In that case I won't bump the undead and construct save. This then makes it more effective against those creatures.

In addition, I'll make the 1d6 guaranteed and against living creatures throw in a bonus of some kind. I'm thinking fatigue for 1 round (basically this would be caused by the unusual trauma and shock such an attack creates).

EDIT: Not only is the 1d6 guaranteed... it goes through DR and hardness. Means you'll pretty much always get in some damage if your attack connects.

Debihuman
2014-06-23, 05:05 PM
Way too many ifs in the description. Effects should be stated clearly. What kind of energy? Is it magical? Some creatures are immune to magic.


The baleful enhancement was discovered through a logical application of magical theory. Umm why does this matter?

If the item causes a weak spot, there should be a saving throw to avoid this effect.


Against most enemies this merely means that if they fail a fortitude save DC 10 + 1/2 caster level of wielder (rounded down)+ Intelligence modifier of wielder OR DC 20 (whichever is higher) they are fatigued for 1 round. Even on a successful save the target receives an extra 1d6 points of damage which is not subject to damage reduction or hardness.

Is this before or after the attack? What constitutes most enemies? Why do I want to roll for a save vs. Fatigue BEFORE I know if the weapon hits? If it is after why should there be a save and why shouldn't it just cause my enemies to be fatigued for one round? This takes the fun out of hitting.


Even on a successful save the target receives an extra 1d6 points of damage which is not subject to damage reduction or hardness.

1 round of fatigue (with save), 1d6 extra damage, allows a critical hit on creatures normally immune and sneak attack (with save), Note it allows you make a UMD check (which you cannot do while engaged IN combat). Not a big fan of this so far.


Another boon of this enhancement is that it can allow use magic device checks in substitution of caster level and/or intelligence modifier of the wielder for the purpose of determining the saving throw DC to resist the effect. Such use magic device checks are made before or during the first attack made by the weapon in a given combat and those results are used for the remainder of that combat. The caster level emulated from the use magic device check cannot exceed the total hit dice of the wielder. The intelligence modifier emulated from the use magic device check cannot exceed half the total hit dice of the wielder (rounded down, minimum +1). The weak spot generated by this enhancement lasts only long enough for the strike that initiated it. Bows, crossbows, and slings so crafted bestow the transmutative energy upon their ammunition.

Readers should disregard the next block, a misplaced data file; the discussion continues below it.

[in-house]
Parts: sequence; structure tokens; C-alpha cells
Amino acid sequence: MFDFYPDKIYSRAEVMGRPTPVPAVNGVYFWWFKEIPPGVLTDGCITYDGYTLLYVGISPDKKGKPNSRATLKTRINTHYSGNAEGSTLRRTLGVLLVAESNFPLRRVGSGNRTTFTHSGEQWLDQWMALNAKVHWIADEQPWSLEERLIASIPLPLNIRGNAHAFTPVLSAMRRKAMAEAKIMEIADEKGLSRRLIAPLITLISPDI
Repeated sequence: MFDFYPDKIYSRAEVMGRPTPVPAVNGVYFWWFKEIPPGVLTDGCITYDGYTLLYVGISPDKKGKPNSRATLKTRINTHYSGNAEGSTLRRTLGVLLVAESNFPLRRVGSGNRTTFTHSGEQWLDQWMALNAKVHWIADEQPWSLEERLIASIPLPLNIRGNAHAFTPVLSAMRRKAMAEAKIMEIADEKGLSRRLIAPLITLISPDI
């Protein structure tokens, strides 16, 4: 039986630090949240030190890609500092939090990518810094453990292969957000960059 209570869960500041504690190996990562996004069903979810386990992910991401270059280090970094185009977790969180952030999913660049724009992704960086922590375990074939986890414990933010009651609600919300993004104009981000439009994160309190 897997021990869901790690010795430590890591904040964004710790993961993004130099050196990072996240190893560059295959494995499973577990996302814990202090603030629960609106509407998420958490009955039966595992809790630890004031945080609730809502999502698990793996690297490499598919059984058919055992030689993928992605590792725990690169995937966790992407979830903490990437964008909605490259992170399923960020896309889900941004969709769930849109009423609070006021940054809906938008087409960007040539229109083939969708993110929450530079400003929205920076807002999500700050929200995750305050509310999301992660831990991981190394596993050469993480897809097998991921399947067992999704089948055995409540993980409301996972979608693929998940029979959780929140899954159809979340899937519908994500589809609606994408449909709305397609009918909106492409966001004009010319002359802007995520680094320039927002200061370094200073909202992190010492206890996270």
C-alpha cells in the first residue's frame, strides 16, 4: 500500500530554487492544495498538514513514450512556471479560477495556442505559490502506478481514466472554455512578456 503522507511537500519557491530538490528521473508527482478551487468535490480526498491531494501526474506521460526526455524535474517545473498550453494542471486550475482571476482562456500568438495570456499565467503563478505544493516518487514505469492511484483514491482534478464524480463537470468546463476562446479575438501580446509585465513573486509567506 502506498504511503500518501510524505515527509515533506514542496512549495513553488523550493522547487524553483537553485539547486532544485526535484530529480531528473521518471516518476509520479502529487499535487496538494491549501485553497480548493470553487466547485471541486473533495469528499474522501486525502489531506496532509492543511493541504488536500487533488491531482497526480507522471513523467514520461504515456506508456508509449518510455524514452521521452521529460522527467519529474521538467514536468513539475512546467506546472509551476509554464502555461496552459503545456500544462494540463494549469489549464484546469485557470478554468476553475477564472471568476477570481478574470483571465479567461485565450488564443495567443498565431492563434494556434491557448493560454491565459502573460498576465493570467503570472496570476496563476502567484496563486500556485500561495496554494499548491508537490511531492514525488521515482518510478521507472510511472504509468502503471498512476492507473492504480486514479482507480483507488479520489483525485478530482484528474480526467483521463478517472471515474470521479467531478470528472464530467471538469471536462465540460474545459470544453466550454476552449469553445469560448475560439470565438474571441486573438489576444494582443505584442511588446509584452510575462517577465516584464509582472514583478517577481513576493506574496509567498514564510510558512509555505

What are you substituting in place of CL and int modifier exactly? If it is 1/2 wielder's HD then you need to state it clearly. When is it before and when is during? Exactly how do you make a UMD check while swinging a blade? And please note that UMD cannot be used untrained.

Now you are looking at a minor artifact as it just does far too much for a weapon enhancement. What is the Intelligence modifier emulated from the weapon? Is this now an intelligent weapon?

That weak spot is just nonsense. Unless the weapon causes damage, why should it magically cause a vulnerable area to appear. When does the target become aware of this sudden vulnerability? Does he or she get a save to avoid it since it is a magical effect and not from any damage?

How long does it take the weapon (and the wielder) to do all these things? There is such a thing as economy of action and this weapon seems to break a lot of them. Not a fan of that either.

What happens if you miss?

Debby

ddude987
2014-06-23, 10:12 PM
Not only is the 1d6 guaranteed... it goes through DR and hardness. Means you'll pretty much always get in some damage if your attack connects.

Does the damage have a type or is it untyped?

gooddragon1
2014-06-24, 05:21 PM
Way too many ifs in the description. Effects should be stated clearly. What kind of energy? Is it magical? Some creatures are immune to magic.

Umm why does this matter?

If the item causes a weak spot, there should be a saving throw to avoid this effect.



Is this before or after the attack? What constitutes most enemies? Why do I want to roll for a save vs. Fatigue BEFORE I know if the weapon hits? If it is after why should there be a save and why shouldn't it just cause my enemies to be fatigued for one round? This takes the fun out of hitting.



1 round of fatigue (with save), 1d6 extra damage, allows a critical hit on creatures normally immune and sneak attack (with save), Note it allows you make a UMD check (which you cannot do while engaged IN combat). Not a big fan of this so far.